Breaking Down "FIDUCIARY"
A fiduciary's responsibilities are both ethical and legal. When a party knowingly accepts a fiduciary duty on behalf of another party, they are required to act in the best interest of the party whose assets they are managing. The fiduciary is expected to manage the assets for the benefit of the other person rather than for his or her own profit, and cannot benefit personally from their management of assets. This is what is known as a prudent person standard of care, a standard that originally stems from an 1830 court ruling. This formulation of the prudent-person rule, required that a person acting as fiduciary was required to act first and foremost with the needs of beneficiaries in mind, and that they must work to preserve the estate or corpus of a trust, as well as the amount and regularity of income.(2)
The most common is a trustee of a trust, but fiduciaries can include business advisers, attorneys, guardians, administrators of estates, real estate agents, bankers, stock brokers, title companies, or anyone who undertakes to assist someone who places complete confidence and trust in that person or company. Characteristically, the fiduciary has greater knowledge and expertise about the matters being handled. A fiduciary is held to a standard of conduct and trust above that of a stranger or of a casual business person. He/she/it must avoid "self-dealing" or "conflicts of interests" in which the potential benefit to the fiduciary is in conflict with what is best for the person who trusts him/her/it.(3)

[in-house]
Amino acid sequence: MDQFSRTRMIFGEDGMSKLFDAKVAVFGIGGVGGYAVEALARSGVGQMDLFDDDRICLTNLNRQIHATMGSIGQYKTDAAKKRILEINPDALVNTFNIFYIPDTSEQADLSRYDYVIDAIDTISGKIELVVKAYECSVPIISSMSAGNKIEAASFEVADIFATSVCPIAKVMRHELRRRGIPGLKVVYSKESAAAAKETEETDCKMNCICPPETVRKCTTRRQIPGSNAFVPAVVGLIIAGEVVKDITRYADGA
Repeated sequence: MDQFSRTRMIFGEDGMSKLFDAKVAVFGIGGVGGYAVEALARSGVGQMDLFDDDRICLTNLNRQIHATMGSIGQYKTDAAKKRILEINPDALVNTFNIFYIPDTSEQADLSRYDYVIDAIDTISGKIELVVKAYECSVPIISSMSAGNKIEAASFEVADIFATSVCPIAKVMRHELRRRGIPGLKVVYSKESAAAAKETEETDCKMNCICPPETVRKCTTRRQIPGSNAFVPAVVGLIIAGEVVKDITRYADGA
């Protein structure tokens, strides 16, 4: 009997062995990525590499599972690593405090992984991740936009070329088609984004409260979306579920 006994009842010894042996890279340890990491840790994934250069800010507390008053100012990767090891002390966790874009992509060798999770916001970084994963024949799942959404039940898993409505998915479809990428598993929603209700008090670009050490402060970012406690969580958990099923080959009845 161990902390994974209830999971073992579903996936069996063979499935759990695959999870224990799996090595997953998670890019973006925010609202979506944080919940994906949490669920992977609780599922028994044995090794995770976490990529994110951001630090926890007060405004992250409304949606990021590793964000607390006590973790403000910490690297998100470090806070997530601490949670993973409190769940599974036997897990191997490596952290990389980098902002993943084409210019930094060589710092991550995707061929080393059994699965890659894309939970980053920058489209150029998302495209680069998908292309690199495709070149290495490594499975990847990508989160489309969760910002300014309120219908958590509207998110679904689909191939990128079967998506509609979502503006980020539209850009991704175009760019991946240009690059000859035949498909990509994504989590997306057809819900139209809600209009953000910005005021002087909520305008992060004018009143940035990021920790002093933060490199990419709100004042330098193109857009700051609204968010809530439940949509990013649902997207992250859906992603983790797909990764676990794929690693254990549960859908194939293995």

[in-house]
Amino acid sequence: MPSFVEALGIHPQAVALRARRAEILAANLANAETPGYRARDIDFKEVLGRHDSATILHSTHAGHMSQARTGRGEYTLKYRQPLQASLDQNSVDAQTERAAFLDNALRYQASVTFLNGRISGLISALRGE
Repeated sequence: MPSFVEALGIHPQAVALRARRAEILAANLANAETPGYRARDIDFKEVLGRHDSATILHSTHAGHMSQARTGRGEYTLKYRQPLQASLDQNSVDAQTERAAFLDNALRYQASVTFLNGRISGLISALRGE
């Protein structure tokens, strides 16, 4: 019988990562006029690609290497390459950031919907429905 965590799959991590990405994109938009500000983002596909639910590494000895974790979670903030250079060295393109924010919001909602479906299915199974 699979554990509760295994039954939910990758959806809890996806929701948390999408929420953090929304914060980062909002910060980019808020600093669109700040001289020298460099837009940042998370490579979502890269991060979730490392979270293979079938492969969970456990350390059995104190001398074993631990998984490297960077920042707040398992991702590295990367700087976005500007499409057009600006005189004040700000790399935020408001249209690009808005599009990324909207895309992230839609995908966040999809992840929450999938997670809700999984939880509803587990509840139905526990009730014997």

A fiduciary is an important resource that is often overlooked and unused in the area of life planning. A fiduciary is a licensed professional who solely acts in good faith on behalf of the client he or she represents. A fiduciary draws on his or her knowledge and experience locating and seeking available programs, public benefits and other resources that will supplement personal resources or help improve the life of the client. He or she acts as an advocate responsible for protecting the quality of life for individuals who may have no voice and/or can no longer take care of themselves. He or she also serves as a liaison between the individual, family, health care provider(s), caregiver(s) and attorney(s) while providing peace of mind by protecting both physical and financial interest.
(1) Oxford Dictionary of Law
(3) Legal Dictionary - by Farlex